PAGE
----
Potentials of Indigenous Herbaceous Species for the Improvement of Local Farming Systems in Sudano-Sahelian Zone of Cameroon
Asongwed-Awa Anastasia, Ko Désiré Awono, Megueni Clautilde, Youmbi Emmanuel

Constraints to productivity in the Sudano-sahelian zone of Cameroon are often linked with inadequate herbaceous cover. A study was carried out to evaluate the performance of ten indigenous herbaceous legumes with potentials for use in crop/livestock systems. Data collected on above and belowground performance at 30, 60, 90 and 120 days after planting (DAP) showed significant differences (p<0.0001) in all parameters. At 90DAP, plant height ranged from 21.25 cm in Zornia glochidiata to 86.9 cm in Cajanus cajan, highest biomass was 104.2g for Crotalaria spectabilis and 86.4g for Indigofera hirsuta, while spread/cover was best for Vigna radiata (145.7cm). Root length and density were highest in Crotalaria spectabilis (48.83cm and 18.77g). Nodule number was highest in Desmodium adreudens (83.36), followed by Zornia glochidiata (60.63) and Indigofera hirsuta (59.3). Nodule efficiency was generally high for all species, attaining up to 100% in Desmodium (big leaves), implying effective symbiosis between the local rhizobium and the different species. Crotalaria spectabilis, Indigofera hirsuta and Vigna radiata ranked highest in overall performance. The results have shown that some indigenous herbaceous species possess potentials that could be beneficial in enhancing biodiversity and environmental management goals in a sustainable farming system.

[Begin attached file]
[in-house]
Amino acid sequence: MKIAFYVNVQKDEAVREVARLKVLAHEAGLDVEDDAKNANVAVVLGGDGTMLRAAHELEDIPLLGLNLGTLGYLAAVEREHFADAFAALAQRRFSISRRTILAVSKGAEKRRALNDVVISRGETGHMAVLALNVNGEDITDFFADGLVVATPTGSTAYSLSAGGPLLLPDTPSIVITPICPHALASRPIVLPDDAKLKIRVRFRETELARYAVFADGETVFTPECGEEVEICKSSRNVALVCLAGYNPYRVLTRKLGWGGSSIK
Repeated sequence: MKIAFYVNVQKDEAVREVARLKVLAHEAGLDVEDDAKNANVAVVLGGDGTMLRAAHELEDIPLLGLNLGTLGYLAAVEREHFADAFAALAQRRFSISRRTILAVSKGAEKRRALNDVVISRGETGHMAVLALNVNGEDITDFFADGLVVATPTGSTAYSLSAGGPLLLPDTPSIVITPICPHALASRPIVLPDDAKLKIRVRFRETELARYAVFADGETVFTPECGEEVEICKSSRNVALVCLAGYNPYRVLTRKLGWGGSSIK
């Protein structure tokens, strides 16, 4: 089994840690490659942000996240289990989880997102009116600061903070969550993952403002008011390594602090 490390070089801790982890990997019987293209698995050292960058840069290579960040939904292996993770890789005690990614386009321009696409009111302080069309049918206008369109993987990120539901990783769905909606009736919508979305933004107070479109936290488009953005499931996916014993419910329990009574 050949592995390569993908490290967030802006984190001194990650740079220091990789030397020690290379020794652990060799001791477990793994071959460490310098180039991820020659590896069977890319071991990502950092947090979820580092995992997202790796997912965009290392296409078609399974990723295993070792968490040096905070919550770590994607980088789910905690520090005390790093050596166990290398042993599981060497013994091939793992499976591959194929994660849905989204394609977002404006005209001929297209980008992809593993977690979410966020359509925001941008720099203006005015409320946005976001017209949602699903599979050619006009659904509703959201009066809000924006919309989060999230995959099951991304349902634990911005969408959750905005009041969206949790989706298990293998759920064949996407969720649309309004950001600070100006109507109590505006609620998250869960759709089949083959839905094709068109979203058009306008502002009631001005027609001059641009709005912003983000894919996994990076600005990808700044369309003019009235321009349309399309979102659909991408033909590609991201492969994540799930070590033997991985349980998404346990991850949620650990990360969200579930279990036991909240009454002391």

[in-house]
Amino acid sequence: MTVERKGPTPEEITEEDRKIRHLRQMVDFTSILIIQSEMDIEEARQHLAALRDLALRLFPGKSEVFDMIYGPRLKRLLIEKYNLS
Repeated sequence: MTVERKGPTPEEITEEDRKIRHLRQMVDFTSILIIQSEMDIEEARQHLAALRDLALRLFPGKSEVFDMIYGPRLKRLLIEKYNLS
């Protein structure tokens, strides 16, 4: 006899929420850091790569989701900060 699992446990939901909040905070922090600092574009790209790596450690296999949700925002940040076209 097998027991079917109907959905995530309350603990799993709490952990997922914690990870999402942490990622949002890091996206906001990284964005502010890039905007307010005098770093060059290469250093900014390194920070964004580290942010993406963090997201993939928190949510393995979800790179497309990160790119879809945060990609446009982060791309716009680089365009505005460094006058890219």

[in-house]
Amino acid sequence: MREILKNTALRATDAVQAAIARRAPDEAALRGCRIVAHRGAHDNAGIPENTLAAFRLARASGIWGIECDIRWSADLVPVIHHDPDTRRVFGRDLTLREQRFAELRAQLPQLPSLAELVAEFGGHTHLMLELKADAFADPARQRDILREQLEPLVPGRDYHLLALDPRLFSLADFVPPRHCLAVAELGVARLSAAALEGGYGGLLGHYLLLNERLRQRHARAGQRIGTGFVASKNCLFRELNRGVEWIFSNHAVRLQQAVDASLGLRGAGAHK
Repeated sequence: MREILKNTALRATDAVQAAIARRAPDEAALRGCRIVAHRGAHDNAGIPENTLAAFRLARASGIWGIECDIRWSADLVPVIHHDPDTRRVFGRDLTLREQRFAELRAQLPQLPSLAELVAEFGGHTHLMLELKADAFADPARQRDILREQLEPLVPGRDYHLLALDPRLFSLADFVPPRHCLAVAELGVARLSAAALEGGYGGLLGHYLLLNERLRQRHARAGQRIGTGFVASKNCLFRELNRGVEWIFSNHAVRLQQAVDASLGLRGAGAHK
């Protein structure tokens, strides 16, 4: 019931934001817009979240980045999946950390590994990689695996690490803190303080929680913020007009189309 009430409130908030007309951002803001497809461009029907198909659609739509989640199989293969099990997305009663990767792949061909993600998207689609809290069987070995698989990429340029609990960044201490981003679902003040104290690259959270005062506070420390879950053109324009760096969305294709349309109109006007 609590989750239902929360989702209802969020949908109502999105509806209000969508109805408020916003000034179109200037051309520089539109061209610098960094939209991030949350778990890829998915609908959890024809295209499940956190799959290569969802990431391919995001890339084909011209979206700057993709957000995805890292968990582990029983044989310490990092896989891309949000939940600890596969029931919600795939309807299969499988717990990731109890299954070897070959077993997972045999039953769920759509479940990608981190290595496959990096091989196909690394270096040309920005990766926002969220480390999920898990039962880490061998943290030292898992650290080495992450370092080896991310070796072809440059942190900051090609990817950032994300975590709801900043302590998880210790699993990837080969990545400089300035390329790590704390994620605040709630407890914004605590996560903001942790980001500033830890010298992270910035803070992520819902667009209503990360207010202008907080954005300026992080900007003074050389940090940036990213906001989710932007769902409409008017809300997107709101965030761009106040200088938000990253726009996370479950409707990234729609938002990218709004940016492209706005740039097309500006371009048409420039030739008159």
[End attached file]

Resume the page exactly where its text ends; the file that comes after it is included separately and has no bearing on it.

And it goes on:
Full Text: PDF     DOI: 10.15640/jaes.v3n3a7